Culture Secretary hails Channel 4's move into regions22nd Aug 18 | Entertainment News
Channel 4 will move 300 staff out of London.
Culture Secretary Jeremy Wright will welcome Channel 4’s move outside of London and into the regions, and will encourage other broadcasters to follow suit.
In his first public speech as Secretary of State for Digital, Culture, Media and Sport (DCMS) Mr Wright will address an audience at the Edinburgh TV Festival.
He will also reaffirm the Government’s support for the UK broadcasting and media industry in the run-up to Brexit negotiations.
Mr Wright will say: “In a fast-changing media environment, it is more important than ever for broadcasters to reach out and reflect the UK as a whole.
“A media that is clustered in the capital can’t possibly reflect and represent the rich and diverse tapestry that is the United Kingdom.
“It is clear that the development of Media City in Salford has been great for the BBC, great for ITV and great for an exciting cluster of tech and production companies in the region.”
Mr Wright will reference Channel 4’s impending move outside of the capital.
“I am delighted that Channel 4 has recently agreed to move 300 staff out of London, with more to come, and to increase spending on programmes outside London to 50%,” he will say.
“I am looking forward to hearing the location of the new national HQ and creative hubs in October and I hope all broadcasters and producers will follow their lead and encourage the spread of jobs, prosperity, and opportunity beyond London.”
Mr Wright will address concerns for talent mobility between the UK and the EU after Brexit, and will say “the Government understands how important mobility is for this sector”.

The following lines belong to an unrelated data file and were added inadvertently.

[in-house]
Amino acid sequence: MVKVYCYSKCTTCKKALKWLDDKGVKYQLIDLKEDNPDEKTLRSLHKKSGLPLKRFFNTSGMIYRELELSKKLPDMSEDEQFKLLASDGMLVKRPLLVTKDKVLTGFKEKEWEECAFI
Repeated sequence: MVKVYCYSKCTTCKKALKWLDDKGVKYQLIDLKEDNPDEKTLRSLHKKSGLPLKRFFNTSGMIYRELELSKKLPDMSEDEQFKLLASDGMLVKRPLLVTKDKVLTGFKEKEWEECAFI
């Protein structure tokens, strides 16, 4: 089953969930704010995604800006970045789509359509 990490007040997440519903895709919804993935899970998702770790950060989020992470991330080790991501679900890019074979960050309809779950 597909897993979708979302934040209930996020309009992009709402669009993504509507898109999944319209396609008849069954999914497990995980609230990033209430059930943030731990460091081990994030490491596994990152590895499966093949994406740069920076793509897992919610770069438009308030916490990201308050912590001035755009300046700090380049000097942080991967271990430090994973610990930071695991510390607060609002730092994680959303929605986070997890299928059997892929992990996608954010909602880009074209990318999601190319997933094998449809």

“As outlined in the recent White Paper, we are seeking to agree a framework for mobility with the EU,” he will say.
“This will include reciprocal arrangements to allow UK nationals to visit the EU without a visa for short-term business reasons, with equivalent arrangements for EU citizens coming to the UK.
“And we are working on a broader accord with the EU on culture and education that will, among other things, allow for the temporary movement of goods for major events, tours, exhibitions and productions.
“We understand the importance of retaining European Works Status for the sector, and we were able to confirm this earlier in the year.”
Mr Wright will say regardless of the UK’s “settlement with the EU, broadcasting will remain a vital part of what Britain offers the world”, adding: “Because we have a broadcasting sector that’s really worth shouting about.”
© Press Association 2018